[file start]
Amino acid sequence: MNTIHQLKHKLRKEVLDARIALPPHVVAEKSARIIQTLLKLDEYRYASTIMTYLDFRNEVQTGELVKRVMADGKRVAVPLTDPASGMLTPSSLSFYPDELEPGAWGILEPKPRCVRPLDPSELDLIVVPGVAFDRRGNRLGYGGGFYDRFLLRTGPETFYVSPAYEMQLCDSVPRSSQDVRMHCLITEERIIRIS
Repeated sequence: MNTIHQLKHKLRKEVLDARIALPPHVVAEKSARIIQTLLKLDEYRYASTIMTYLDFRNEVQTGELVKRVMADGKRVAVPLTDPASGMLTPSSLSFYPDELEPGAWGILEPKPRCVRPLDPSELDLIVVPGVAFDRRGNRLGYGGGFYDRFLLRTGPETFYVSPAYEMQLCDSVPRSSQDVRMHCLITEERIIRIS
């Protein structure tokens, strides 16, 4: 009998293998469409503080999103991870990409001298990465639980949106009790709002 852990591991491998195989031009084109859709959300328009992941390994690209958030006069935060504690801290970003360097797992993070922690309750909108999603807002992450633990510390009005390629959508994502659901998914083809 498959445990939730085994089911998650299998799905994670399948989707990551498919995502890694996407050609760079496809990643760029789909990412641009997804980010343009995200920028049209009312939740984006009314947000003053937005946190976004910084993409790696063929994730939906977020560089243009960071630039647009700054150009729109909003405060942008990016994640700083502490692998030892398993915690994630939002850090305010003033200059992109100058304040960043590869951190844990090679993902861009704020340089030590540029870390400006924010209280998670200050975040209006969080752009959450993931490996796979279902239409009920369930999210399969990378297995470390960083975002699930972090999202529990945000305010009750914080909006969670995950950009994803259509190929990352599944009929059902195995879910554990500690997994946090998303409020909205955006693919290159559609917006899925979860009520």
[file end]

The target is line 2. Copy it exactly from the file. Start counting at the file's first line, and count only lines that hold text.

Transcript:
Repeated sequence: MNTIHQLKHKLRKEVLDARIALPPHVVAEKSARIIQTLLKLDEYRYASTIMTYLDFRNEVQTGELVKRVMADGKRVAVPLTDPASGMLTPSSLSFYPDELEPGAWGILEPKPRCVRPLDPSELDLIVVPGVAFDRRGNRLGYGGGFYDRFLLRTGPETFYVSPAYEMQLCDSVPRSSQDVRMHCLITEERIIRIS